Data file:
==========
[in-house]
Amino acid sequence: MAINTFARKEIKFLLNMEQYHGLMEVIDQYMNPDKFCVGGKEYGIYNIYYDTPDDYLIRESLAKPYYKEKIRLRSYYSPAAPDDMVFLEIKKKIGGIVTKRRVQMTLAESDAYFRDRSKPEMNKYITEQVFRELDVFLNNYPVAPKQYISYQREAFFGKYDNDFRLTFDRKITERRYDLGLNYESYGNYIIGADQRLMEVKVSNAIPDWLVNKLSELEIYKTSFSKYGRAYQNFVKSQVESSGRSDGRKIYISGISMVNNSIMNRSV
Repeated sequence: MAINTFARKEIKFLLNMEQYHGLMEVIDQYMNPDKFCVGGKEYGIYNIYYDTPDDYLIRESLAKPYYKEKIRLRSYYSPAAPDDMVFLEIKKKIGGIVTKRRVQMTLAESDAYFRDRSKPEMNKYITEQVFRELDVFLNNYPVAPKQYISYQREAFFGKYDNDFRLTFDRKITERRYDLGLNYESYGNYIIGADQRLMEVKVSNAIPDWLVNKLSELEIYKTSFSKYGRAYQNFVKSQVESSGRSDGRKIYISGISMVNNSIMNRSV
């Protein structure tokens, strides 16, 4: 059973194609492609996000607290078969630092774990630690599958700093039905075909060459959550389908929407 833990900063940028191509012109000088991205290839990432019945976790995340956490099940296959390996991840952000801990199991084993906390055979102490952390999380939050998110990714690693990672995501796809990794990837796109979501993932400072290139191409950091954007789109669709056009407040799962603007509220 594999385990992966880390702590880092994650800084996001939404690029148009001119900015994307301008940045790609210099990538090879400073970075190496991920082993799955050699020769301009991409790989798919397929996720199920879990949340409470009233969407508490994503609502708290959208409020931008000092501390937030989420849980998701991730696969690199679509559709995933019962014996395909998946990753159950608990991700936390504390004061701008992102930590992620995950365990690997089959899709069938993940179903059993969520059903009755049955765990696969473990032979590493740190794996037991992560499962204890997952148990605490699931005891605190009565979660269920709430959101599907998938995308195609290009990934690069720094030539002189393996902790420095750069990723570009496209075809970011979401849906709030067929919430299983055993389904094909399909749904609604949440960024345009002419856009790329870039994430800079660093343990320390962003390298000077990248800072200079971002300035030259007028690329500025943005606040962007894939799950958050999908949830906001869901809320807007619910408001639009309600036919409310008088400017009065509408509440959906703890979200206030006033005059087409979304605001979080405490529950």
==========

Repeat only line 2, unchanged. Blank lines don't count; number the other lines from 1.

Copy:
Amino acid sequence: MAINTFARKEIKFLLNMEQYHGLMEVIDQYMNPDKFCVGGKEYGIYNIYYDTPDDYLIRESLAKPYYKEKIRLRSYYSPAAPDDMVFLEIKKKIGGIVTKRRVQMTLAESDAYFRDRSKPEMNKYITEQVFRELDVFLNNYPVAPKQYISYQREAFFGKYDNDFRLTFDRKITERRYDLGLNYESYGNYIIGADQRLMEVKVSNAIPDWLVNKLSELEIYKTSFSKYGRAYQNFVKSQVESSGRSDGRKIYISGISMVNNSIMNRSV